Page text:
Microsoft's year saw increased movement toward the cloud, battles with Google, previews of Windows 8 and a struggle to establish Windows Phone.
retrospect, 2011 could be viewed as the year when Microsoft tried to pivot:
away from its desktop-centric focus and toward mobility, from packaged software
toward the cloud, from a company in danger of losing its relevance toward ...
maybe some semblance of its old, market-dominating self.
started the year off with a bang, announcing at January's Consumer Electronics
Show that the next version of Windows would support system-on-a-chip (SoC)
architecture, in particular ARM-based systems from partners such as Qualcomm,
Nvidia and Texas Instruments. The implications were immense: Windows had long
dominated the x86 platform used by traditional PCs, but SoC support opened up
the possibility of the popular operating system on mobile devices such as
the hood there's a ton of differences that need to be worked through,"
Steven Sinofsky, president of the Windows and Windows Live Division, told the
media and analysts assembled for a Jan. 5 press conference. "Windows has
proven remarkably flexible at this under-the-hood sort of stuff."
the next year, Microsoft would dribble out more details about that next version
of Windows, which it started calling "Windows 8" (not necessarily the
final name). The company even started an official blog, "Building Windows 8,"
Sinofsky's engineers and other Windows workers rather loquaciously explained
the various features in development. By that point, it became clear that
Microsoft's intention with Windows 8 wasn't just to port the traditional
Windows desktop environment onto the tablet form factor.
Microsoft decided to re-engineer Windows 8's entire user interface. Unlike
previous versions of the operating system, which centered only on the desktop
interface, Windows 8's start screen centers on a set of colorful, touchable
tiles linked to applications-the better to port it onto tablets and other
touch-centric form factors. The beta is due in February 2012, with the final
version reportedly later in the year.
Windows 8 will face some significant hurdles. For starters, Windows 7 isn't
exactly an antiquated operating system; released three years ago, it has sold
hundreds of millions of copies and managed to erode the support base for Windows
XP, Microsoft's reliable but aged operating system. Microsoft will have to make
the case to consumers and enterprises that Windows 8 will be worth the upgrade.
Second, Microsoft will have to challenge Apple's iPad and other well-entrenched
competitors for a portion of the tablet market, which could prove a difficult
as the company geared up Windows 8, Microsoft did its best to promote Windows
Phone, the smartphone platform it hoped would compete toe-to-toe against Apple's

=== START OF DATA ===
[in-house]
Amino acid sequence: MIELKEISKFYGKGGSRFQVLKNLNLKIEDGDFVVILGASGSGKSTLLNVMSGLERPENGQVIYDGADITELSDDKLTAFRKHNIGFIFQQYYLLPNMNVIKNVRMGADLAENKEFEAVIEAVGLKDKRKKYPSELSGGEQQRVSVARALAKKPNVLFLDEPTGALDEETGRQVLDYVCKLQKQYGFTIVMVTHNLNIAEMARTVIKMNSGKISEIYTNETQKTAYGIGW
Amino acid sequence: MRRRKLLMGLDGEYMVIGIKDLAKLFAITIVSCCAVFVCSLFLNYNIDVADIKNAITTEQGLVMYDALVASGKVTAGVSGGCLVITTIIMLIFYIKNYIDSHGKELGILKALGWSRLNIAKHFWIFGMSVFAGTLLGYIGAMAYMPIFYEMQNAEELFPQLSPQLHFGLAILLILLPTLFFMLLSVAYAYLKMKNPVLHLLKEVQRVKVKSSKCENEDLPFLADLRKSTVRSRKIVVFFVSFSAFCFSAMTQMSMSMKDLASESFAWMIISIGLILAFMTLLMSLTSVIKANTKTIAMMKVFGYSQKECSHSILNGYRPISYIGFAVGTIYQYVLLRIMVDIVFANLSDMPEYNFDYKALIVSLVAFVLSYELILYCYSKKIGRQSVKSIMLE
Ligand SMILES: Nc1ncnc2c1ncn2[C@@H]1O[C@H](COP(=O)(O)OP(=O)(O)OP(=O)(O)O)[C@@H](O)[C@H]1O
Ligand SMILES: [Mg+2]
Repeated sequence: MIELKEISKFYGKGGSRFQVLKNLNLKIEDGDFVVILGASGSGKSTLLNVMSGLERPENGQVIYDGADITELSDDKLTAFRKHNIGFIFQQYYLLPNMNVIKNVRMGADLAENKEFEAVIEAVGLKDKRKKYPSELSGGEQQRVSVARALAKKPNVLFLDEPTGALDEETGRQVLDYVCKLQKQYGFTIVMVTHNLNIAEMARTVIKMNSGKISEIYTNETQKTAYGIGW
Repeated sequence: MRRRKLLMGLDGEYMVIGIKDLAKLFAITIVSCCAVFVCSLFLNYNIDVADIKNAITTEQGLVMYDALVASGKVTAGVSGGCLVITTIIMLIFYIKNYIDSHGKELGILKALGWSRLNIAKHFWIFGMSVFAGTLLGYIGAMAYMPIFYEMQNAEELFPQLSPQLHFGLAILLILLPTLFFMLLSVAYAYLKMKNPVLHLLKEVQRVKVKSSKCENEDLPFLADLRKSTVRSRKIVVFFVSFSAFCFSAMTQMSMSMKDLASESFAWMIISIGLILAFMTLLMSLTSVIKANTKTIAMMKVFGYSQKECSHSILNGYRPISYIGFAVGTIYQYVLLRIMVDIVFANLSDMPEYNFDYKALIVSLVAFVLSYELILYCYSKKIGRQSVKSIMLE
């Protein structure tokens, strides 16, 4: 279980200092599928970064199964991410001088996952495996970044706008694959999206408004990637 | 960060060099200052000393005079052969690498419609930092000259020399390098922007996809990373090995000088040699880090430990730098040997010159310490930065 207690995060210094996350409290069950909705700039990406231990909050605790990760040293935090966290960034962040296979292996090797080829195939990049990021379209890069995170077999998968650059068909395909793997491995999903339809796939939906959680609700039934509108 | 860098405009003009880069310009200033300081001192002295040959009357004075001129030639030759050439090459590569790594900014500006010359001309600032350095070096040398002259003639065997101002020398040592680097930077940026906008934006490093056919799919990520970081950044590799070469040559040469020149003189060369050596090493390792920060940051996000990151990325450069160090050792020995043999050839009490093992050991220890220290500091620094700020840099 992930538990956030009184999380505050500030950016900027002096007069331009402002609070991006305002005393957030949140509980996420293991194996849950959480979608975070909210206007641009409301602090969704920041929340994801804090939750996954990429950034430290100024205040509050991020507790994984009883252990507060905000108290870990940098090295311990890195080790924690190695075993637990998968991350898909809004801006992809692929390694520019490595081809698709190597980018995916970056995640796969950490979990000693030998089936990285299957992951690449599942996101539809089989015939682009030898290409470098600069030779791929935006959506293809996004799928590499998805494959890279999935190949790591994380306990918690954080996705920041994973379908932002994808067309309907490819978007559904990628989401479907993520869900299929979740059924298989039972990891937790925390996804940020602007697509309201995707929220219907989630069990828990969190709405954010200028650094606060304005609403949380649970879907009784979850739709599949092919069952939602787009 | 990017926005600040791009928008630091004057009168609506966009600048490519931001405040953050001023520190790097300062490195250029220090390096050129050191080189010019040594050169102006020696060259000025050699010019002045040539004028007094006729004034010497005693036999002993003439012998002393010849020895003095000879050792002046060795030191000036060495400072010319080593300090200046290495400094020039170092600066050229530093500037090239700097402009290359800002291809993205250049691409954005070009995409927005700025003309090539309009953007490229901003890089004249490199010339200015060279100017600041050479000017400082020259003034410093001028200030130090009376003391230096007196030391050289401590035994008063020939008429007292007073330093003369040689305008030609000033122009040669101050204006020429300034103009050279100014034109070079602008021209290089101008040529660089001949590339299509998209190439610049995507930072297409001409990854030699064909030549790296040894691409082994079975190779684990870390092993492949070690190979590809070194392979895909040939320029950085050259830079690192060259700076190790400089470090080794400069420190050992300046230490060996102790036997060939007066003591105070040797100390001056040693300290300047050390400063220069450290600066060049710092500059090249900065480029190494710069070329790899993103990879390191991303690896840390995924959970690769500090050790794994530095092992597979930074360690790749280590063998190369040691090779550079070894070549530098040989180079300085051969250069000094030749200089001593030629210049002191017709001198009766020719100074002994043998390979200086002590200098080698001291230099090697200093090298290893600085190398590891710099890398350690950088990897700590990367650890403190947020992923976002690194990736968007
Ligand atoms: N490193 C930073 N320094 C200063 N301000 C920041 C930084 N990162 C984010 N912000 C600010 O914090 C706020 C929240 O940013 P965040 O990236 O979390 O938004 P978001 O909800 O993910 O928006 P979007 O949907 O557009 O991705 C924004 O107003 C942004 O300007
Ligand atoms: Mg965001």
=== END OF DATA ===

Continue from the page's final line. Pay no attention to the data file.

iPhone and the growing family of Google Android devices.
its launch in late 2010, Windows Phone has attracted some strong reviews from
the tech press, but Microsoft's overall share of the smartphone market has
continued to decline over the past few quarters. That could be partly
attributable to a dip in usage for Windows Mobile, Microsoft's previous
generation of phone software. But it also speaks volumes about the level of
competition in the smartphone arena, where both the iPhone and higher-end
devices like Motorola's Droid franchise have made life difficult for any new
platform looking to establish itself.
a July 11 keynote speech at Microsoft's Worldwide Partner Conference, CEO Steve
Ballmer described Windows Phone's market presence as "very small."
Nonetheless, he went on to insist that other metrics boded well for the
platform. "Nine out of 10 people who bought Windows Phone would absolutely
recommend it to a friend," he said, reiterating a talking point voiced by
many a Microsoft executive over the past few months. "People in the phone
business believe in us."
a bid to invigorate Windows Phone, Microsoft took a pair of massive steps in
2011. In February, it signed a partnership deal with Nokia, with the Finnish
phone maker agreeing to make Windows Phone the primary platform for its
smartphones. A few months later, it whipped the curtain back on its
wide-ranging "Mango" update, designed to bake hundreds of new
features into Windows Phone's interface.
to some analysts, the combination of a more feature-rich platform and a bevy of
new devices from Nokia and other manufacturers could help Microsoft gain some
traction in the marketplace. In a June research note, IDC predicted that
Windows Phone will take some 20 percent of the smartphone market by 2015,
surpassing both Apple's iOS and Research In Motion's BlackBerry OS.
IDC's estimates hinge on Nokia transitioning smoothly to Windows Phone,
something that other analysts perceive as easier said than done. "We would
continue to avoid the stock as Symbian smartphone sales are falling off faster
than expected and we are skeptical that new Windows Phone (WP) models will be
able to replace lost profits," Stephen Patel, an analyst with Gleacher
& Company, wrote in a May 31 research note. "Our checks suggest mixed
carrier support for Nokia's transition to WP."
December, Nokia had unveiled the Lumia 710 and 800, its first two devices
running Windows Phone; the former is scheduled to hit store shelves in the
United States at the beginning of January, its $49 price point meant to compete
against the sizable contingent of midrange Google Android devices offered by